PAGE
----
Thirty-eight states now legally recognize medical marijuana. Another eighteen have given the green light to recreational use. But because marijuana is still illegal in Washington’s eyes, regulation is addressed at the state level. Is this a good or bad thing? It is both.
State regulation is good in the sense that our government was set up, from the very beginning, to limit federal authority in favor of state sovereignty. Letting states regulate marijuana as they see fit is in line with the intentions of the Founding Fathers. However, it is bad in the sense that state regulations vary so widely that cohesion between the states is nearly impossible.
For the remainder of this post, our discussion will focus on medical marijuana. The recreational market is an entirely different matter. Furthermore, medical-only states tend to have more restrictive legal environments.
Differences in State Laws
Utah is considered among the most restrictive of those states with medical cannabis programs in place. As explained by Utah Marijuana, consumers must obtain a valid medical cannabis card in order to possess and use marijuana legally. All medical cannabis must be purchased in the state, from a licensed medical cannabis pharmacy. Visitors are not allowed to bring their own cannabis in, and residents cannot take cannabis out.
As restrictive as Utah is, they do not require doctors or pharmacists to write the marijuana equivalent of a prescription. Utah patients need only consult with their doctors and pharmacists. They can ultimately self-medicate as they see fit. Travel to Florida and you will find a much different environment.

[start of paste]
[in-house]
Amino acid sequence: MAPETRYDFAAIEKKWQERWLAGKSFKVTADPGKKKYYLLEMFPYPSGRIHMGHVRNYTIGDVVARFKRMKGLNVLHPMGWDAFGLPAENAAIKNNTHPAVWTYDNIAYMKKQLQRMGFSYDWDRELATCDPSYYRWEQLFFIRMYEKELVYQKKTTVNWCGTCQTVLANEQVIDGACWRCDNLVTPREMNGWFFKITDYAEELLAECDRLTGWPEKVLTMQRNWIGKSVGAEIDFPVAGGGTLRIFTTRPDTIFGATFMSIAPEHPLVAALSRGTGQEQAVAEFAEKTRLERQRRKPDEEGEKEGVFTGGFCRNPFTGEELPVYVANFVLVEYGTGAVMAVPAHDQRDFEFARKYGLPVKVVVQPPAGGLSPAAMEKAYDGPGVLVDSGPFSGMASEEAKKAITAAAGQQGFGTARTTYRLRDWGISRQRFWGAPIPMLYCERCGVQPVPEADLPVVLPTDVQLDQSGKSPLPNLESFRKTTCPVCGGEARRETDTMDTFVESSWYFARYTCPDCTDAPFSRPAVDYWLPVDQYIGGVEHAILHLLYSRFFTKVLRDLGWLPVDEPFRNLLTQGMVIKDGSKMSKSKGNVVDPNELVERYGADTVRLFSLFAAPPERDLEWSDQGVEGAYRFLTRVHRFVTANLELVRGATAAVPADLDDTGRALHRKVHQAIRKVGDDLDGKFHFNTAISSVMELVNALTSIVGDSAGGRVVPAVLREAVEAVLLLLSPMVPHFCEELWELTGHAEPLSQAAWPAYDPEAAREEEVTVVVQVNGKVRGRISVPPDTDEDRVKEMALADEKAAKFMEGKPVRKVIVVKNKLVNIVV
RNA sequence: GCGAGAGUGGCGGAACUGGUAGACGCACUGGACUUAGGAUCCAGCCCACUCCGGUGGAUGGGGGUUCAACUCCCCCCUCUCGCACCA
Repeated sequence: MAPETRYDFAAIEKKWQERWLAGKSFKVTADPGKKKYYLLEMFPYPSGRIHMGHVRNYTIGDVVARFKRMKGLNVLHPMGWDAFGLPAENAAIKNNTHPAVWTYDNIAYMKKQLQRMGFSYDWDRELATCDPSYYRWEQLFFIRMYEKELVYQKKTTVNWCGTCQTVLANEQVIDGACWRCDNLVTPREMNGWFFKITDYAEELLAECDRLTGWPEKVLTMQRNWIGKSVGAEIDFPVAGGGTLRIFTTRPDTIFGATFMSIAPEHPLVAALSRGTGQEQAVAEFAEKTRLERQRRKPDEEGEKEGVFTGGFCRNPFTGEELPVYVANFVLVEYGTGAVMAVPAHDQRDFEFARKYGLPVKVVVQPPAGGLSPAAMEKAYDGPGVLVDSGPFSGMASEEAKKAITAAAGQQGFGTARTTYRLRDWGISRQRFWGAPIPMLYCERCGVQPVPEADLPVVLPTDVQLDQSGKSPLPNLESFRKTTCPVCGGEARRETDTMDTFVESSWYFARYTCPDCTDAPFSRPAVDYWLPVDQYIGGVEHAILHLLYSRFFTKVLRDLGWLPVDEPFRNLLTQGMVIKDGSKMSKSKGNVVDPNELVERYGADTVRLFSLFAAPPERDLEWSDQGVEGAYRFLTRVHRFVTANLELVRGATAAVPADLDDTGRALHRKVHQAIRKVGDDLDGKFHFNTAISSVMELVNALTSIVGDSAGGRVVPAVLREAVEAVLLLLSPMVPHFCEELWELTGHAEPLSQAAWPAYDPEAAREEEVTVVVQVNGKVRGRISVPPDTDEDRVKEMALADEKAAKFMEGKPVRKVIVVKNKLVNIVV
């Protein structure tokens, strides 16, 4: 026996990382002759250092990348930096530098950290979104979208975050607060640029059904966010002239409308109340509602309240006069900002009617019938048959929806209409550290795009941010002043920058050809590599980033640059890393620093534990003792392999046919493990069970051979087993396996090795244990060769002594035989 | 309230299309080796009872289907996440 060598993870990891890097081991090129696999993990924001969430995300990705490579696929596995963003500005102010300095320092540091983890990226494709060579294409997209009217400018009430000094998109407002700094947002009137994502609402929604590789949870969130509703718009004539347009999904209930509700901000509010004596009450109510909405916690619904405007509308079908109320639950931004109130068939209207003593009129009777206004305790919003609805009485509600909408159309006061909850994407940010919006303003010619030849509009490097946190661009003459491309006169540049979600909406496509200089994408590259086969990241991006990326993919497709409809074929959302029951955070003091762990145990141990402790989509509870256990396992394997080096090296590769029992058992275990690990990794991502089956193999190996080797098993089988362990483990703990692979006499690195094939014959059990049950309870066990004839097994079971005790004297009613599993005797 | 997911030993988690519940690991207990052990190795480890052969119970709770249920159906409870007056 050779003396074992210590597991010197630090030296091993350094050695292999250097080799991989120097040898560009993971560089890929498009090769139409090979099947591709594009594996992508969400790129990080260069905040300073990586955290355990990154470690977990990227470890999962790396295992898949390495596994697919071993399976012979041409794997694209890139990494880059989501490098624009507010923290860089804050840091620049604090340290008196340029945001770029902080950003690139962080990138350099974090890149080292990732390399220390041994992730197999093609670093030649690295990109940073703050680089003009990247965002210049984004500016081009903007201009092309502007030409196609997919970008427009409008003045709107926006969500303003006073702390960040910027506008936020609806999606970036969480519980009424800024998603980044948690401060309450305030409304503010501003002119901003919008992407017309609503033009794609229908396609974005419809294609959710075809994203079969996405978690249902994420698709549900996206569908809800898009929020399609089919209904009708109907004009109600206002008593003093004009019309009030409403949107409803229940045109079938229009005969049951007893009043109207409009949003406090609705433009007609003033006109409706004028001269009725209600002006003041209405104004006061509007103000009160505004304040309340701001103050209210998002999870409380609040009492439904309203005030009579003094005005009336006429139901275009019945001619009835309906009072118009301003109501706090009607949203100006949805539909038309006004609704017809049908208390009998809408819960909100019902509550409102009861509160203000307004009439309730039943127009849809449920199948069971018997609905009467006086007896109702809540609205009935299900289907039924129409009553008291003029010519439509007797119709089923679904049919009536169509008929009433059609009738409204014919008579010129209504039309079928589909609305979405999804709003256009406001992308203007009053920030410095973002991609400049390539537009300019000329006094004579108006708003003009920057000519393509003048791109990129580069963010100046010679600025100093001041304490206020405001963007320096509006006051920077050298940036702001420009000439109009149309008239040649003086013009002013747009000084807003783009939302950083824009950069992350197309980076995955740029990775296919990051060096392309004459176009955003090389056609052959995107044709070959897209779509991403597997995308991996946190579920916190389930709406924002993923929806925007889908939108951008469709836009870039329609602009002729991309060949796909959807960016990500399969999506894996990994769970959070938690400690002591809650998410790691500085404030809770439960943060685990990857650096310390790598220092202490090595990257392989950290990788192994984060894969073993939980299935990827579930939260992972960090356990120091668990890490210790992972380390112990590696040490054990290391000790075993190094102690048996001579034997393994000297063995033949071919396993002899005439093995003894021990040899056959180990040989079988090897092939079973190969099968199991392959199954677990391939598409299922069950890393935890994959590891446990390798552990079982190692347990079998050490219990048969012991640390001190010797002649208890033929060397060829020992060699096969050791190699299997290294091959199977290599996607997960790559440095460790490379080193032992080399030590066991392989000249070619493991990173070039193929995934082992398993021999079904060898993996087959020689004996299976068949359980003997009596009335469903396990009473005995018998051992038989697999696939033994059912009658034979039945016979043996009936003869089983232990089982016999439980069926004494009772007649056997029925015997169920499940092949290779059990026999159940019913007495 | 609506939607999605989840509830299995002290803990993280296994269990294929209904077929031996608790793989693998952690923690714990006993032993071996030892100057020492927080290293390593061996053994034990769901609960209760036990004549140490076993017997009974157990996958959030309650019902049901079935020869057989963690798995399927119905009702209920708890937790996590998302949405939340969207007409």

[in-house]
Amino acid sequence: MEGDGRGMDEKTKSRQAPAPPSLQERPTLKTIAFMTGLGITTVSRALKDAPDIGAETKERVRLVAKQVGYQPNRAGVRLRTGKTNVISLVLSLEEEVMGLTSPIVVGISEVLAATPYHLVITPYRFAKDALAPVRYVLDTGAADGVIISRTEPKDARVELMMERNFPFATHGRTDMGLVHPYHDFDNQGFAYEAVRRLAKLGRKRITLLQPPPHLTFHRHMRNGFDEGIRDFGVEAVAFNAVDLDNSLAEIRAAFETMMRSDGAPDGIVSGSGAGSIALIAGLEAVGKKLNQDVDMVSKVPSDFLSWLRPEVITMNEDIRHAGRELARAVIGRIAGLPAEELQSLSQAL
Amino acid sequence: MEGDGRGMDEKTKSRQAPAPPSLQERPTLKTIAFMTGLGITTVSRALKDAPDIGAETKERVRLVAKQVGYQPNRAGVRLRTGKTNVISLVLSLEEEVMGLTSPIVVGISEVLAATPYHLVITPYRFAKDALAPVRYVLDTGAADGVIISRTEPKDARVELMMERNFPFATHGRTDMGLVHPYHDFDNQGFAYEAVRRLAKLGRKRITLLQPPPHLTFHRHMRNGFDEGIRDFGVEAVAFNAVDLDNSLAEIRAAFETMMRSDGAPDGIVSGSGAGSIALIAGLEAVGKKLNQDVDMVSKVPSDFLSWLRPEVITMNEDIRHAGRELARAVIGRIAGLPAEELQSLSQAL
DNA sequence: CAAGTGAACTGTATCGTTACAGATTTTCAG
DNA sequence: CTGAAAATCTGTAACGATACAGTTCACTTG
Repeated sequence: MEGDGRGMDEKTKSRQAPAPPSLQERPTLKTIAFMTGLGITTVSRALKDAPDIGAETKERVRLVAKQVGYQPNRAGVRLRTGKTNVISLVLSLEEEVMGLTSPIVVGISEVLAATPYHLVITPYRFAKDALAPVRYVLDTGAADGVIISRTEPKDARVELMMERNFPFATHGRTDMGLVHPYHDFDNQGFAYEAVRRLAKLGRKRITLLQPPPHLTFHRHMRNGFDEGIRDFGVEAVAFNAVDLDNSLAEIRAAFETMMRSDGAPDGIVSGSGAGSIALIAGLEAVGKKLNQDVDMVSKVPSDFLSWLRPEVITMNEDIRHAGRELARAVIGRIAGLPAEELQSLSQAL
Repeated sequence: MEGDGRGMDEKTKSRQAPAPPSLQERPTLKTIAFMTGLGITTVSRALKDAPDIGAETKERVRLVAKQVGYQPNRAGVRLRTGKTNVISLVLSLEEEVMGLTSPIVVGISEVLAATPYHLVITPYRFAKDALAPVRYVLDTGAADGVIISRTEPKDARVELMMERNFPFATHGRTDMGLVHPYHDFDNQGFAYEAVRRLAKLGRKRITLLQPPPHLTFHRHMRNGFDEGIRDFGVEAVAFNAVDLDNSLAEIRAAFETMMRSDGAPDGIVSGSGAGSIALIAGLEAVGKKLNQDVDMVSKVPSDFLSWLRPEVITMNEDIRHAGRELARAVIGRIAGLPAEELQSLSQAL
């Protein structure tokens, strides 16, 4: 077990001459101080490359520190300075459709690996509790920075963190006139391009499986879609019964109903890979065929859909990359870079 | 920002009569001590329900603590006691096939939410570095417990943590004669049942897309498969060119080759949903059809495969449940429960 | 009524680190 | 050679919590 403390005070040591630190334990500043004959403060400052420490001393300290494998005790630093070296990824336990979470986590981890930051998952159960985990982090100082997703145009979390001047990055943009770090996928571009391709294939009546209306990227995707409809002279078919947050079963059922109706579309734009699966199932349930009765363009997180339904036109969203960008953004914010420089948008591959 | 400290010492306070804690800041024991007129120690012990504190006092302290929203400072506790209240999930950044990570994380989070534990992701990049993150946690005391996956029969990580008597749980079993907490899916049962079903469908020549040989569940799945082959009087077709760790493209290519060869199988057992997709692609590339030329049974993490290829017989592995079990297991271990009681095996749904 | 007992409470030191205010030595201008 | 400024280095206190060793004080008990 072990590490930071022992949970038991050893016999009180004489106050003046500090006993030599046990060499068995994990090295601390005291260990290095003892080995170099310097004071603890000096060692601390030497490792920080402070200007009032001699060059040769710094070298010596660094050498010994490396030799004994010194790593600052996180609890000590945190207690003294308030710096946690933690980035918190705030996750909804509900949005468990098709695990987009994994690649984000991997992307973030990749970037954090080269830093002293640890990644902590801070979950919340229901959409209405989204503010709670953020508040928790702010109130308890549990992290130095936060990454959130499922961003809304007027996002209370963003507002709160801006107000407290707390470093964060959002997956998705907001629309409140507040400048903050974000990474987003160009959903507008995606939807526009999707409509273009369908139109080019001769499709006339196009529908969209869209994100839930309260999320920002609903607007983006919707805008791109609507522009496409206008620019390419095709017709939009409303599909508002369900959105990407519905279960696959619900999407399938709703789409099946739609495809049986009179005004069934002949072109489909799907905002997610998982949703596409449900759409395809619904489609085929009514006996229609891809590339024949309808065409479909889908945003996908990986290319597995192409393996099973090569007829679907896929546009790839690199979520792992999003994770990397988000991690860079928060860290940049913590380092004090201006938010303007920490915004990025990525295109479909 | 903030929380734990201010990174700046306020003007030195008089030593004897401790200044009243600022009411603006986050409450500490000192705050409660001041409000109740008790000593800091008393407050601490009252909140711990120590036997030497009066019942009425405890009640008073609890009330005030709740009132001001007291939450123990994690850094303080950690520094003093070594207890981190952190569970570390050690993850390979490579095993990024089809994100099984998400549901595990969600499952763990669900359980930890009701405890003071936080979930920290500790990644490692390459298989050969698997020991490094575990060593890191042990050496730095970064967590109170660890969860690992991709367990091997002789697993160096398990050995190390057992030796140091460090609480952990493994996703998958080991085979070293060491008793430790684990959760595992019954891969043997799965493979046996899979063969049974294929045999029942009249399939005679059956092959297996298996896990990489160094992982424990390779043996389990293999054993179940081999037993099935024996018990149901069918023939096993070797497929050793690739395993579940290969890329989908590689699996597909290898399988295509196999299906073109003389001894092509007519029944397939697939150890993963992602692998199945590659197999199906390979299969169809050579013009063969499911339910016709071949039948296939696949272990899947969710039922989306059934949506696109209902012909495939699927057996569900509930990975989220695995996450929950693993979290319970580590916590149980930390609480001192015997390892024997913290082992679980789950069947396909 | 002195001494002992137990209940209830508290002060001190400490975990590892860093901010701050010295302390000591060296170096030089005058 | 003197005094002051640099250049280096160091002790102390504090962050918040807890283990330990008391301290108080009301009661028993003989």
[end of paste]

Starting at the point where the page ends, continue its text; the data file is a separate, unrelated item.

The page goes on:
Florida is also a medical-only state. There, residents must obtain medical marijuana-use ID cards and sign up for the state’s medical marijuana-use registry (MMUR). When it comes time to purchase, patients cannot simply walk into a pharmacy and choose products off the shelf. Their qualified medical providers need to create an order for them. They can only have that order filled.
Imagine how confused a medical cannabis patient moving from Utah to Florida could be. The entire system they were used to in the Beehive State doesn’t apply in the Sunshine State. That’s the way it needs to be. However, that does not make it any easier on the patient.
Federal Legalization and Standardization
There is some talk of federal legalization leading to standardization at the state level. As the thinking goes, states would not have to be so restrictive to protect themselves against federal regulators. As such, they might be willing to help create some sort of standard that most states could adopt.
There is also the possibility that Washington will legalize marijuana and simultaneously take control of the regulatory process. That would most certainly create standardization in all fifty states. But at what cost? Do we really want Washington exercising complete control over yet another industry?
Standardization among the states would make life easier for medical cannabis patients. There is little doubt of that. But as long as states are forced to protect themselves against federal interference, standardization will be fleeting. State lawmakers do what they think is best. They do not always agree on what that is.
If the cost of standardization is federal control, perhaps we should pass. There are better ways to improve access and bring down prices. Federal regulation only pollutes the waters, making it even more difficult to get anything meaningful done.
What do you think? Does there need to be standardization within the medical marijuana industry? And if so, who should be behind it? The states could voluntarily standardize among themselves or turn it over to Washington. Which option is better?